County lowers speed limit on popular Sauvie Island cycling route

Pack of bike riders on a rural road
A pack of bike riders on NW Gillihan Road.
(Photos: Jonathan Maus/BikePortland)

New speed limit signs installed by Multnomah County late last month should encourage lower speeds on a major cycling route on Sauvie Island.

NW Gillihan Road is the southern half of the main loop around the rural, farm-dotted island about 10 miles north of downtown Portland. The scenic and usually low-traffic roads on Sauvie Island are a big draw for bicycle riders who seek a quick escape from the city. The only downside is that, like with many rural roads, there isn’t much room on the shoulder. When car users pass bike riders at high speeds, it can be very stressful.

Island residents formally requested the lower speed limits. Multnomah County responded to the concerns by requesting a speed limit reduction from 55 mph to 45 mph on the six-mile stretch of road. The Oregon Department of Transportation studied the road and granted their request in fall 2021. These will be new signs, since the road previously had a statutory speed (default speeds set in Oregon law for specific types of roads) and was not required to have speed limit signs.

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a speed reader tool at side of rural road
A speed reader board was in operation on NW Gillihan in 2017.

This move comes four years after Multnomah County banned booze on the island during the summer due in large part to traffic safety concerns.

The lower speeds on Gillihan should help improve road safety on the island and might even help tamp down ongoing tensions between some drivers and bike riders.

If you ride out there regularly, let us know if you notice any difference.

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SolarEclipse
SolarEclipse
5 months ago

1. Put up Speed Limit sign.
2. Speed Limit not enforced.
3. Speed Limit is now meaningless and ignored by those that ignore inconvenient laws.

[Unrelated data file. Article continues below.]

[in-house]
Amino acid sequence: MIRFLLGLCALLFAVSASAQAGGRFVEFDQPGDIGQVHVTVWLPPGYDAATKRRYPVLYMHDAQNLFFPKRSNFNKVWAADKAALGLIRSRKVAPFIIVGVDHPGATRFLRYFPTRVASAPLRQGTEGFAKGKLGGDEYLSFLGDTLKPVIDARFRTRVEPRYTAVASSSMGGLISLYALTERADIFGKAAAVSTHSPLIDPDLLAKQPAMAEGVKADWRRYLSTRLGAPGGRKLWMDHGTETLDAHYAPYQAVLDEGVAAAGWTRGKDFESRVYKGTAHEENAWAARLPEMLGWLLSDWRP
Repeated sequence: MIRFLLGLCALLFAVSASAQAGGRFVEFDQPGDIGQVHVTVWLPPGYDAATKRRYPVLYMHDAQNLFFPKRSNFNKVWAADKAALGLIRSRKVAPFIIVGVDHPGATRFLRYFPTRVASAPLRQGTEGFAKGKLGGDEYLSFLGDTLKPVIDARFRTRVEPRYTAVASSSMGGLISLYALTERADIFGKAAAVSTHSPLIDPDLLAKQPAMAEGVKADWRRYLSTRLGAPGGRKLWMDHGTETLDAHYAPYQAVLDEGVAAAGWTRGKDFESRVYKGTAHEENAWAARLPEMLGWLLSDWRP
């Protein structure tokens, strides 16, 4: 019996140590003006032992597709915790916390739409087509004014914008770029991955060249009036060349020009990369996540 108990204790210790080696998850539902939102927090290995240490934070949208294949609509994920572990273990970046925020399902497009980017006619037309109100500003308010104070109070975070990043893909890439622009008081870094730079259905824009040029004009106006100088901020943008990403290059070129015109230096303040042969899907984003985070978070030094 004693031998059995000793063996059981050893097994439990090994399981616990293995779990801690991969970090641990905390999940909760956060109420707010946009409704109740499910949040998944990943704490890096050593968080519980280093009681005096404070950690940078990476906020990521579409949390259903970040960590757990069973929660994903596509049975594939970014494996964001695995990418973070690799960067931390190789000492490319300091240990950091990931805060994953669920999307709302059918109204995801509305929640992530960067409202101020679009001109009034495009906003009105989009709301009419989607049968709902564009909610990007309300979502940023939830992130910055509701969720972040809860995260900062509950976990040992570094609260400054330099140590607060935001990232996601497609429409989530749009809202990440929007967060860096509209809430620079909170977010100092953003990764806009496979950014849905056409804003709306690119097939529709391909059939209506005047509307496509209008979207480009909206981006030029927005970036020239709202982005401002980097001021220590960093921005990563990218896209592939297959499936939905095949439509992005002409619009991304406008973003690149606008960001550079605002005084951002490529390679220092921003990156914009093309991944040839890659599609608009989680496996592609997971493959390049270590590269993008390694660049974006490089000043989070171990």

4. Priceless.
5. Repeat starting at 1.

cmh89
cmh89
5 months ago

>but saying the reduced speed limits and signage does nothing is just so wrong in my opinion

It probably relies on how its done, where its done, and who enforces transgressions against it.

The speed reduction on N Willamette has been, as predicted, completely useless. It has increased the amount of people just straight up driving in bike lane to bypass law-abiding motorists.

We know that outside of enforcement, the large majority of motorists will choose to drive an dangerous manner. Even in places with higher traffic enforcement its still routine for people to drive 5-10 mph over the speed maximum.

Sauvie Island is Multnomah County, and they still to enforce public safety laws so I’d guess it’ll be more effective than a speed reduction in Portland, where everyone knows laws don’t exist and you can basically do whatever you want.

Despite the popular narrative that everyone is lawless and the streets are a hellscape, I find it quite unproductive and actually quite unhelpful to dismiss good faith efforts like this to actually do something.

I think the data bears out that simply existing in the City of Portland is far more dangerous than it was even three or four years ago. Everyone except PBOT are completely pessimistic about the PBOTs ability to deliver useful, safe infrastructure and its going to cast a shadow of everything they do.

PBOT used to build subpar infrastructure and hype the hell out of it, but it all relied on the roads being generally safe. Now, no one is buying it.

This is Multnomah County catching frustration that is really about PBOT. I don’t think PBOT is acting in good faith when they refuse to install evidence-based traffic infrastructure. I don’t think PBOT is acting in good faith when we have to “pilot” projects to make their roads meet safety standards. PBOT, like the rest of the city government is failed, and they no longer serve the residents of this city or act as responsible stewards of our money.

Watts
Watts
5 months ago

5-10 over 55 mph is a lot more dangerous/deadly than 5-10 over 45!

Some argue that, absent enforcement, people will drive in whatever manner feels comfortable given the built environment (a position I don’t fully embrace). If so, I would agree that 5-10 over 55 mph is about as dangerous as 15-20 over 45.

In fact, the 55 limit might be safer, because there will be less variability in people’s behavior, and everyone will know what to expect.

Underlying this is a factual question about whether lowering speed limits absent any other intervention improves safety. If it does, then I agree we should be lowering speed limits where it makes sense to do so, even if we aren’t enforcing them.

And who knows? We might end up electing some leaders who see value in enforcing traffic laws, and having lower limits in place would be beneficial.